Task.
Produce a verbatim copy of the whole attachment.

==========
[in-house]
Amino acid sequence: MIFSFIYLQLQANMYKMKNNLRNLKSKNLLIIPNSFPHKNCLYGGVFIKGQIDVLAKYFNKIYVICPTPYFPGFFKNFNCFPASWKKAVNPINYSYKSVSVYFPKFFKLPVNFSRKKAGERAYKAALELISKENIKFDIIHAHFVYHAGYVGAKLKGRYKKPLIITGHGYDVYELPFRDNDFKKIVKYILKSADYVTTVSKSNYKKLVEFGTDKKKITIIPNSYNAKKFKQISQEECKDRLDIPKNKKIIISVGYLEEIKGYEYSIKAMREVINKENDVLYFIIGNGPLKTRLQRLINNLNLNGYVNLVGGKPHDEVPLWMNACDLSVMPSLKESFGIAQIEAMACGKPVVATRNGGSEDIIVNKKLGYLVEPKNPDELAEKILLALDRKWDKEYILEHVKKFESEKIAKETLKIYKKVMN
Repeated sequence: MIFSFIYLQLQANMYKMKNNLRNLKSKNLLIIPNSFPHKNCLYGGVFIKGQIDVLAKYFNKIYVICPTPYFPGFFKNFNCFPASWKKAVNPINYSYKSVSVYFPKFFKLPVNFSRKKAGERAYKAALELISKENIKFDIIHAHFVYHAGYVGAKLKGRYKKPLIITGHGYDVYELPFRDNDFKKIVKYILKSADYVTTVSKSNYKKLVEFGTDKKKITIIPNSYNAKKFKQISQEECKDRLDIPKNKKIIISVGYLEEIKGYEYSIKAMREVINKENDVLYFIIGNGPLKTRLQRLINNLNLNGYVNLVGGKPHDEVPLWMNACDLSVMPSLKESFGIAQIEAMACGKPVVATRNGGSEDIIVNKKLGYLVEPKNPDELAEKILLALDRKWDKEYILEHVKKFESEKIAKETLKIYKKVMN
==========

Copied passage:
[in-house]
Amino acid sequence: MIFSFIYLQLQANMYKMKNNLRNLKSKNLLIIPNSFPHKNCLYGGVFIKGQIDVLAKYFNKIYVICPTPYFPGFFKNFNCFPASWKKAVNPINYSYKSVSVYFPKFFKLPVNFSRKKAGERAYKAALELISKENIKFDIIHAHFVYHAGYVGAKLKGRYKKPLIITGHGYDVYELPFRDNDFKKIVKYILKSADYVTTVSKSNYKKLVEFGTDKKKITIIPNSYNAKKFKQISQEECKDRLDIPKNKKIIISVGYLEEIKGYEYSIKAMREVINKENDVLYFIIGNGPLKTRLQRLINNLNLNGYVNLVGGKPHDEVPLWMNACDLSVMPSLKESFGIAQIEAMACGKPVVATRNGGSEDIIVNKKLGYLVEPKNPDELAEKILLALDRKWDKEYILEHVKKFESEKIAKETLKIYKKVMN
Repeated sequence: MIFSFIYLQLQANMYKMKNNLRNLKSKNLLIIPNSFPHKNCLYGGVFIKGQIDVLAKYFNKIYVICPTPYFPGFFKNFNCFPASWKKAVNPINYSYKSVSVYFPKFFKLPVNFSRKKAGERAYKAALELISKENIKFDIIHAHFVYHAGYVGAKLKGRYKKPLIITGHGYDVYELPFRDNDFKKIVKYILKSADYVTTVSKSNYKKLVEFGTDKKKITIIPNSYNAKKFKQISQEECKDRLDIPKNKKIIISVGYLEEIKGYEYSIKAMREVINKENDVLYFIIGNGPLKTRLQRLINNLNLNGYVNLVGGKPHDEVPLWMNACDLSVMPSLKESFGIAQIEAMACGKPVVATRNGGSEDIIVNKKLGYLVEPKNPDELAEKILLALDRKWDKEYILEHVKKFESEKIAKETLKIYKKVMN